In the third section, an overview is provided of the theoretical treatments and phenomenological models used to interpret experimental data for liquid crystals in terms of intermolecular interactions. Mean-field models based on a potential of mean torque are described in terms of anisotropic repulsions due to the molecular shape, together with longer range anisotropic dispersion forces and electrostatic attractions. The various paradigms encompass additive potential models, shape anisotropy including elastic restoring forces and the surface tensor model, and the chord model for flexible chain molecules oriented in mesogens. Comparison to computer simulation methods and atomistic force-field models constitutes a further useful aspect. An emphasis on flexible chain molecules in liquid crystalline mesophases in several of the chapters is important and timely.
The fourth and last part of the book is devoted to relaxation processes due to the molecular and collective dynamics of liquid crystals, as well as dynamical NMR spectroscopy. Contributions from internal motions of the mesogens, molecular motions, and order-director fluctuations (ODF) are all described within the framework of spectral density analysis. Treatments of flexible molecules including decoupling of molecular motions and ODF are illuminating. Low-frequency NMR field-cycling relaxometry is explained with regard to spatially confined liquid crystals, and pulsed field gradient methods for self-diffusion measurements in oriented lyotropic systems and membranes are nicely covered.
Finally, there is a lucid description of dynamic NMR spectral analysis applied to organic solutes in liquid crystals. It is a pleasure to see discussions throughout the volume of the seminal contributions of Noack to magnetic field cycling, Nordio to restricted rotational diffusion, and the Volds to spectral density analysis, all of which are lasting testaments to these innovators.
From a personal viewpoint, as I became immersed in the various chapters I found I could not put the book aside. Evidently, Burnell and de Lange have gone over every individual contribution and integrated the various developments, including cross-referencing of chapters, sections, and equations. Each of the various sections has a short perspective by the editors to help orient the reader, and the chapters each have an overview with a crisp summary. The result is a cohesiveness not always found in multi-author volumes. There is an attempt to unify the notation throughout the book, and the equations are all numbered hierarchically according to the chapter. The subject index makes it relatively easy to navigate around in the book, although I would have also preferred to see an author index. The book is fairly well-produced and the pages are sewn in signatures (increasingly a rarity), which should ensure long life. My only substantive complaint is that the glossy paper used in the book makes the volume difficult to annotate with pencil and unnecessarily expensive and heavy.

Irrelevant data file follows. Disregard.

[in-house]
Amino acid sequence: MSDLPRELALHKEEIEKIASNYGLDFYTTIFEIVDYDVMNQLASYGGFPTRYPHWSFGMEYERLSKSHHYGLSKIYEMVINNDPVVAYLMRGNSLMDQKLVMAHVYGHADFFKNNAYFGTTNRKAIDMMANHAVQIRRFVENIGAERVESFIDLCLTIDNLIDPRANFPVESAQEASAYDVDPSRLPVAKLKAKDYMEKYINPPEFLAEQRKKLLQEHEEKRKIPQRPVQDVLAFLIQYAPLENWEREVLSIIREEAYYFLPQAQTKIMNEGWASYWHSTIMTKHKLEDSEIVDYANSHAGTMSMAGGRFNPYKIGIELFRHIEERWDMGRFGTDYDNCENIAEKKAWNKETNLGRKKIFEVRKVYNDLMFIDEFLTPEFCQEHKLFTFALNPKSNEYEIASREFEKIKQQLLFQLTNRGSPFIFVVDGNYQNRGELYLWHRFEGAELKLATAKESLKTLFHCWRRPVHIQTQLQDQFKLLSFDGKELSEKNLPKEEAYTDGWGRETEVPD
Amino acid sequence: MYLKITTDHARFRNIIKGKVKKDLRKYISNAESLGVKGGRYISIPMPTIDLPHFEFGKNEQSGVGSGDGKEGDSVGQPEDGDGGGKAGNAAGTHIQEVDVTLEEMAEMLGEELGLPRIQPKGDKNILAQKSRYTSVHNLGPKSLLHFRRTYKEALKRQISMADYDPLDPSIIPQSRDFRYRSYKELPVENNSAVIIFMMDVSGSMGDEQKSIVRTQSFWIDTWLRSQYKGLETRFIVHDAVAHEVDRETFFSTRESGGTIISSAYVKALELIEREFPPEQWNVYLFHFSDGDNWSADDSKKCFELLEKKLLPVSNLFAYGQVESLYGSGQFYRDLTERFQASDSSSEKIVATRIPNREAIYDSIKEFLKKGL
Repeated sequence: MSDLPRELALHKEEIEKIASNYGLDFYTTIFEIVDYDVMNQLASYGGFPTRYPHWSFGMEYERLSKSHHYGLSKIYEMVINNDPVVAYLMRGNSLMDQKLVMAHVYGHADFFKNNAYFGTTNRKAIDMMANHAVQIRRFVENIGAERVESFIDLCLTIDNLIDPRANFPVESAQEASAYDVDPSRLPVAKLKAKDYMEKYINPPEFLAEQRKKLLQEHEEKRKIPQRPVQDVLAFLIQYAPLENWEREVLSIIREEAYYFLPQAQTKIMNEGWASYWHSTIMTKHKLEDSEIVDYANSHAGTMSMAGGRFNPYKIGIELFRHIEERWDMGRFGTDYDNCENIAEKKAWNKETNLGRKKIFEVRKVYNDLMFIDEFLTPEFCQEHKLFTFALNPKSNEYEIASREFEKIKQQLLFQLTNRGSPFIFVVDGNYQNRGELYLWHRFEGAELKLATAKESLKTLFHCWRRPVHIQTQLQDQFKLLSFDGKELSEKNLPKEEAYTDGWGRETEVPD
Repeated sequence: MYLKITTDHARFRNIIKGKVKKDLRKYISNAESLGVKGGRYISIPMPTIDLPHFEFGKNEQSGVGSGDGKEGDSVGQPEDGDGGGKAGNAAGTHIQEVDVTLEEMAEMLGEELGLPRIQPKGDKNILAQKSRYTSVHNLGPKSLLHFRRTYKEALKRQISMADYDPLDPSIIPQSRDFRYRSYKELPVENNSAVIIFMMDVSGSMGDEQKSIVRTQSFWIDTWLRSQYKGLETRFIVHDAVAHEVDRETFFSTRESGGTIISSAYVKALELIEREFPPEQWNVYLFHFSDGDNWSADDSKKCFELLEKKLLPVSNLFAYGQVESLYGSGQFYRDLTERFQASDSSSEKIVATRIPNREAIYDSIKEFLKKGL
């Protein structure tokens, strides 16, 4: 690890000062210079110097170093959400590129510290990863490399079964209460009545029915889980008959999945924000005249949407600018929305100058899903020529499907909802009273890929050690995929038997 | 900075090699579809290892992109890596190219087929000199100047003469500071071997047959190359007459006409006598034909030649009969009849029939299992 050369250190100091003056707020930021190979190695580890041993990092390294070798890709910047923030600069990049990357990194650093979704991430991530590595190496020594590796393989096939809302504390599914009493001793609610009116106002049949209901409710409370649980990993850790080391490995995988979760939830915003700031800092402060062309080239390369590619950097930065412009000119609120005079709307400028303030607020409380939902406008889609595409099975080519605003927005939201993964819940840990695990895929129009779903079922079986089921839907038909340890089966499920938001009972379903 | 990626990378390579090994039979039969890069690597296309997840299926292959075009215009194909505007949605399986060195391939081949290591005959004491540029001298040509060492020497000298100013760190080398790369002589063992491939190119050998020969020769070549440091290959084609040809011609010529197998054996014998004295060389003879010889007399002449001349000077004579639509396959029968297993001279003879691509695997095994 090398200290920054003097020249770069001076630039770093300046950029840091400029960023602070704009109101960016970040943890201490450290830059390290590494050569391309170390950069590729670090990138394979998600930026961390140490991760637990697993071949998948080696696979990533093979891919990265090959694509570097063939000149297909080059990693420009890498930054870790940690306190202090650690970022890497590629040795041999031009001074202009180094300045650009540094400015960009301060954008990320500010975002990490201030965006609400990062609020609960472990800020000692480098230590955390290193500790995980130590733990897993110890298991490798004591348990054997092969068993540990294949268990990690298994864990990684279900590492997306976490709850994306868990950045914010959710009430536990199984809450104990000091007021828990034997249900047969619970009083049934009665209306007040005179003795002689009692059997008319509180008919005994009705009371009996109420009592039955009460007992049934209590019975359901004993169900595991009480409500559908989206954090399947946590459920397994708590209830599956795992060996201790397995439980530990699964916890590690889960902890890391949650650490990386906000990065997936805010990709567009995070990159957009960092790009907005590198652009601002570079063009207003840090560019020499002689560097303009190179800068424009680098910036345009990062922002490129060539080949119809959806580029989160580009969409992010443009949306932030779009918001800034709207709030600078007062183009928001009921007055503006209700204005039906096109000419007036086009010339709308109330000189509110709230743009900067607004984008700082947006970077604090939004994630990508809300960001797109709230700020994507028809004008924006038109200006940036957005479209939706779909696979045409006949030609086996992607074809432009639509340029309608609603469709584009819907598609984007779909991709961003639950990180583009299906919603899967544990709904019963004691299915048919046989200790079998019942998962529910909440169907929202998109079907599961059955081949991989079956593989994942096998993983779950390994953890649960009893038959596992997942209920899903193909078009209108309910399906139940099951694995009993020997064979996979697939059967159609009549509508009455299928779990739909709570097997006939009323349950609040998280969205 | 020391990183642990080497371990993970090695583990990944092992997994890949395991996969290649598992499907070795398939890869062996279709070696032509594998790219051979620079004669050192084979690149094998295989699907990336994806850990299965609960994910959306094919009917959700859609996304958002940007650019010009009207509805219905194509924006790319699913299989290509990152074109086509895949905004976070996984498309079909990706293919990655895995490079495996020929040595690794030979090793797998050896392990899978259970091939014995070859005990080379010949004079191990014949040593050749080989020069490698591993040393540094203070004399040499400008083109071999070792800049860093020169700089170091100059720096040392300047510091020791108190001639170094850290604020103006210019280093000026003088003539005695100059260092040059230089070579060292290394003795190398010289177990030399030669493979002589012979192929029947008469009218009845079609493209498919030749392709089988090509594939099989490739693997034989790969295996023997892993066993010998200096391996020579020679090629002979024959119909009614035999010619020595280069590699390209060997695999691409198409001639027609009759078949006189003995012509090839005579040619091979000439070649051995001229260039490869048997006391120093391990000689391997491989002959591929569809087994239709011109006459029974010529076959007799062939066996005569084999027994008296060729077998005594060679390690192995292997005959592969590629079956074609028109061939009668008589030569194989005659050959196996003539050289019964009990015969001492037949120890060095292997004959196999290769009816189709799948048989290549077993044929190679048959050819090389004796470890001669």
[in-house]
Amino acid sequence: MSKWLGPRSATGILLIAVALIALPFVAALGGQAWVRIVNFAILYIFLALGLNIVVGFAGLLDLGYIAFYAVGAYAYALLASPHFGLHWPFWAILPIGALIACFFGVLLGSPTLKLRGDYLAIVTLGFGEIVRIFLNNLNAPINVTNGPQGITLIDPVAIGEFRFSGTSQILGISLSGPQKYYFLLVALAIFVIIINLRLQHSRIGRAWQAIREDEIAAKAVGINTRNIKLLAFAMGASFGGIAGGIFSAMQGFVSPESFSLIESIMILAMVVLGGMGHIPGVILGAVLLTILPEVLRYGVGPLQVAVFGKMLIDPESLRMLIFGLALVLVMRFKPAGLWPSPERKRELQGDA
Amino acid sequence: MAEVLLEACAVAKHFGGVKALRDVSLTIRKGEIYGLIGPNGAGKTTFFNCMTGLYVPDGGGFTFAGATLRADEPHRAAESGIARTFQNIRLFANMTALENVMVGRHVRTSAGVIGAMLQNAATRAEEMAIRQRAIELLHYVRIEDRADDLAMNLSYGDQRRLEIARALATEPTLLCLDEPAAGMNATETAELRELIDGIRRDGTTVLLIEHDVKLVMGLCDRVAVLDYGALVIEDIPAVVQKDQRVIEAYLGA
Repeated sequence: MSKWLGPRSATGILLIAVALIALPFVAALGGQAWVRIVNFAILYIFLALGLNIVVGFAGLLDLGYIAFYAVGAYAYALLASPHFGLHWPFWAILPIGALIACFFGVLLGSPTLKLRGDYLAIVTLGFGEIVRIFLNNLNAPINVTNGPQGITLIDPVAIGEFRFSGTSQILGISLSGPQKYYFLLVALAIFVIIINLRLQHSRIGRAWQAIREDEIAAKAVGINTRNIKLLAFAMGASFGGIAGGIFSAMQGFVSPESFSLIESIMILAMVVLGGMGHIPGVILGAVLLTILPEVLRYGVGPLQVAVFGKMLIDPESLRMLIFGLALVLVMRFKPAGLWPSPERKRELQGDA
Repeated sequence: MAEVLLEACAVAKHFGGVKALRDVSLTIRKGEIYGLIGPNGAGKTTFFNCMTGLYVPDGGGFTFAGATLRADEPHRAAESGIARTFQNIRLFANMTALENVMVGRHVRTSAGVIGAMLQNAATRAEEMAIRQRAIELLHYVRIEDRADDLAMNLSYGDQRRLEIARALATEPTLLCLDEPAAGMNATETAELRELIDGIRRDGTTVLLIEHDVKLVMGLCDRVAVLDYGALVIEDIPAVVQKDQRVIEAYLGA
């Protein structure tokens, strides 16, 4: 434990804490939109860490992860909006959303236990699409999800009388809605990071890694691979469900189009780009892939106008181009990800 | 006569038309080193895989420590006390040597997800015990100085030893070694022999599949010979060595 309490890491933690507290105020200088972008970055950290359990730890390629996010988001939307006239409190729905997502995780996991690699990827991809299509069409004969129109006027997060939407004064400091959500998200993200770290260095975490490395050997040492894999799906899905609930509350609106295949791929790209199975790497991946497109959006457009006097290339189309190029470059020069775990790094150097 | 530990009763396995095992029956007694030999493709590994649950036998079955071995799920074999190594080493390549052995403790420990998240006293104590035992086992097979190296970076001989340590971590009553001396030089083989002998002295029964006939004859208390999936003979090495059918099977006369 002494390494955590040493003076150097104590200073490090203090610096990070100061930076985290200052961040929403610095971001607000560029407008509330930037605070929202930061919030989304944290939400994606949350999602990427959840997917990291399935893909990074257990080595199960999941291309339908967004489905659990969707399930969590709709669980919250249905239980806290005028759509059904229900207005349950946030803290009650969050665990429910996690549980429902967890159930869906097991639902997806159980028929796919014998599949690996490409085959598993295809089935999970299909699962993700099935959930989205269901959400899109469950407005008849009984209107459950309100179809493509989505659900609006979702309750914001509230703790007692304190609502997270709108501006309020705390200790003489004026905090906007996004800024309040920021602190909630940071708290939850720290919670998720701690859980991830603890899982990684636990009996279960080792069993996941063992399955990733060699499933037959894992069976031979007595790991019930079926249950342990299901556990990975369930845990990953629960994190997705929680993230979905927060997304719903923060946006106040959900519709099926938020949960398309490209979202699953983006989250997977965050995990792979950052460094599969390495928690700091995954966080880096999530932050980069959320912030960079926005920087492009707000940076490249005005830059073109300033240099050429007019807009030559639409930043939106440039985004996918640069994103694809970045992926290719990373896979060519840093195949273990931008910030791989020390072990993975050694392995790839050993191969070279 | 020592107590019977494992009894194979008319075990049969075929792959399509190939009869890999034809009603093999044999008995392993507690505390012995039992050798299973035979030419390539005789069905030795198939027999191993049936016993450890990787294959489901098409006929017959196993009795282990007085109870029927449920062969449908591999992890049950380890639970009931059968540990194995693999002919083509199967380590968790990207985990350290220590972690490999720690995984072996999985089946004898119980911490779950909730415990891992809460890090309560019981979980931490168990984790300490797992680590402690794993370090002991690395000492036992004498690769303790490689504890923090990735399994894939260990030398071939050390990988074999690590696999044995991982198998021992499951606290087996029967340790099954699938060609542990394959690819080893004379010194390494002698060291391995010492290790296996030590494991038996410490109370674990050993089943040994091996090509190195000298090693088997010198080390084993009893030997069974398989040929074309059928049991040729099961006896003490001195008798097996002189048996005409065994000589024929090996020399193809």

In summary, the book is highly significant to the chemical community, and its scope and subject are timely and appropriate. The editors are to be commended for integrating the individual contributions; the coherence of chapters by multiple authors is strength of the book that renders it appropriate for a graduate course in the subject. This volume is a must for all chemistry libraries, as well as any laboratory or group conducting serious work in NMR spectroscopy or liquid crystallography.
Michael F. Brown, University of Arizona
"This book is a treasure trove of information regarding the applications of nuclear magnetic resonance spectroscopy ... . Burnell and de Lange have successfully edited a volume that deals with a topic of great significance to chemists. ... as I became immersed in the various chapters I found I could not put the book aside. ... chapters each have an overview with a crisp summary. The result is a cohesiveness not always found in multi-author volumes. ... its scope and subject are timely and appropriate." (Michael F. Brown, Journal of the American Chemical Society, Vol. 126, 2004)